“Our goal was to make sure that all students would graduate with not only strong academic abilities but also technical abilities to make sure that they were prepared for future job opportunities,” said Laura Schmidt, strategic advisor to the superintendent. “When we look at what the future job market needs, we know that STEM needs to be a part of that education that they are receiving.”
Read the complete article on New Berlin’s STEM work.
The Chippewa Herald: For 47 minutes every work day, LH Products’ workspace is abuzz.
Managers, producers and creators are completing orders, managing systems and organizing their business as it grows just six months after starting.
Those 47 minutes are also a class for Lake Holcombe High School students, and their work does not stop when the bell rings.
Funded through a $3,000 Wisconsin Educators Association Trust Forward Together Award grant, teachers Thea Hempel and Andrew Lorenzen helped begin the manufacturing company at Lake Holcombe High School in April 2017. The business is run, managed and serviced through students with interests both in the business world and technology.
Students make wood creations, such as cutting boards or coasters, and sell the pieces online and at local fairs and events. Some students help coordinate production and materials, while others are involved in the marketing, research and development of products.
Read the complete article.
La Crosse Tribune: A demonstration by students enrolled in a Holmen High School’s robotics class showed Holmen Area Foundation supporters how their donations are helping to prepare Holmen students for the future.
The foundation held a reception Oct. 26 at Drugan’s Castle Mound Supper Club and Golf Course to showcase how supporters’ contributions are used and to recognize their generosity.
Holmen High School Robotics I students Trent Davig-Huesmann and Jake Hawes demonstrated the model automated drill press they constructed from a kit the class was able to purchase through funds awarded by the foundation. Their tech ed teacher, Ryan Ziegler, teaches Robotics I and Robotic II classes. A $1,050 grant he received from the foundation made it possible for him to purchase the robotics kit for his students.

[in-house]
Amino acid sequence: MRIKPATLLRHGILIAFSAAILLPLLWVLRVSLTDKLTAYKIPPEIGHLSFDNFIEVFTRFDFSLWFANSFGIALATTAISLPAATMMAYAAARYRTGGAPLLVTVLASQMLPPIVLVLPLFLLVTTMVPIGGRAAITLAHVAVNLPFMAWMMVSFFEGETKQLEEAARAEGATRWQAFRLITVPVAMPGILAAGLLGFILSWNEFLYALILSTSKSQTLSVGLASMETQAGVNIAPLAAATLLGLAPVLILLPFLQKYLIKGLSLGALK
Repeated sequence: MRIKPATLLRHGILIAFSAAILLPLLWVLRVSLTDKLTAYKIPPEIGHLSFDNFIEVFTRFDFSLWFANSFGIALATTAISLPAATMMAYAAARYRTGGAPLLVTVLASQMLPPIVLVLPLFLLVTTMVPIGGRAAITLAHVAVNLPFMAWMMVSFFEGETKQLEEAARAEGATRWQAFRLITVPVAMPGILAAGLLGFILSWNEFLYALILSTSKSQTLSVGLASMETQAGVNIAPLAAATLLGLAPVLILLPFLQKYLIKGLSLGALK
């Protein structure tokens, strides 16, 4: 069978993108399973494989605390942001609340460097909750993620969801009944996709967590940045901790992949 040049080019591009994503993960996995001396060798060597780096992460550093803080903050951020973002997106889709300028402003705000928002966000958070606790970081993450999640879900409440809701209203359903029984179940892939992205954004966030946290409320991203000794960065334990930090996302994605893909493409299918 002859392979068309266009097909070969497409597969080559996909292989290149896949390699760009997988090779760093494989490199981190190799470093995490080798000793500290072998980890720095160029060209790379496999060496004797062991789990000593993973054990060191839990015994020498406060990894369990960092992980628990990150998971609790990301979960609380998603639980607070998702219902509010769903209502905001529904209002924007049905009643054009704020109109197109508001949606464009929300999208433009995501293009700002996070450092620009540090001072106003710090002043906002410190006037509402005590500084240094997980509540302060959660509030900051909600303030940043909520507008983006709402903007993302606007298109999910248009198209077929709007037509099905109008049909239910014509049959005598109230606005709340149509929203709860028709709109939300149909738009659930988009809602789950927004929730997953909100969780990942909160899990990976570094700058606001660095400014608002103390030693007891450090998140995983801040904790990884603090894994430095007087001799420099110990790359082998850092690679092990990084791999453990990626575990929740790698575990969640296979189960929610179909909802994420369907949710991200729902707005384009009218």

In addition to the robotics kit, grants awarded to applicants from the school district this past year included funds for a document camera for the English as a Second Language classroom as well as support to allow high school and middle school students to participate in an agri-science and technical education career event.
The foundation also serves as a vehicle for awarding scholarships to Holmen graduates. In addition to scholarships sponsored by the board and the school district’s alumni, the foundation administers various memorial scholarships.
Read the complete article.
Wisconsin State Journal: Midway through the first semester, a top-down directive to strengthen learning by teachers building deeper, more trusting relationships with and between students is playing out in classrooms throughout the Madison School District.
“Strong, authentic relationships are crucial to our work,” said Superintendent Jen Cheatham, who set the districtwide focus. “Achievement gaps can persist in part when there is a lack of the safe community and support to engage in challenging and meaningful work.”
The push is seen as especially important for students of color, whose test scores as a whole lag far behind white students’ academic performance in the district. Helping them get ahead may require teachers and administrators to take a step back, in a sense, as they focus first on breaking down walls to let learning happen.
While noting that getting to know their students is already “something we do feel strongly about,” fourth-grade teacher Beth Callies, now in her 11th year at Lindbergh, said she saw value in a districtwide strategy emphasizing it. “It’s a good push to remind us,” Callies said.
Read the complete article.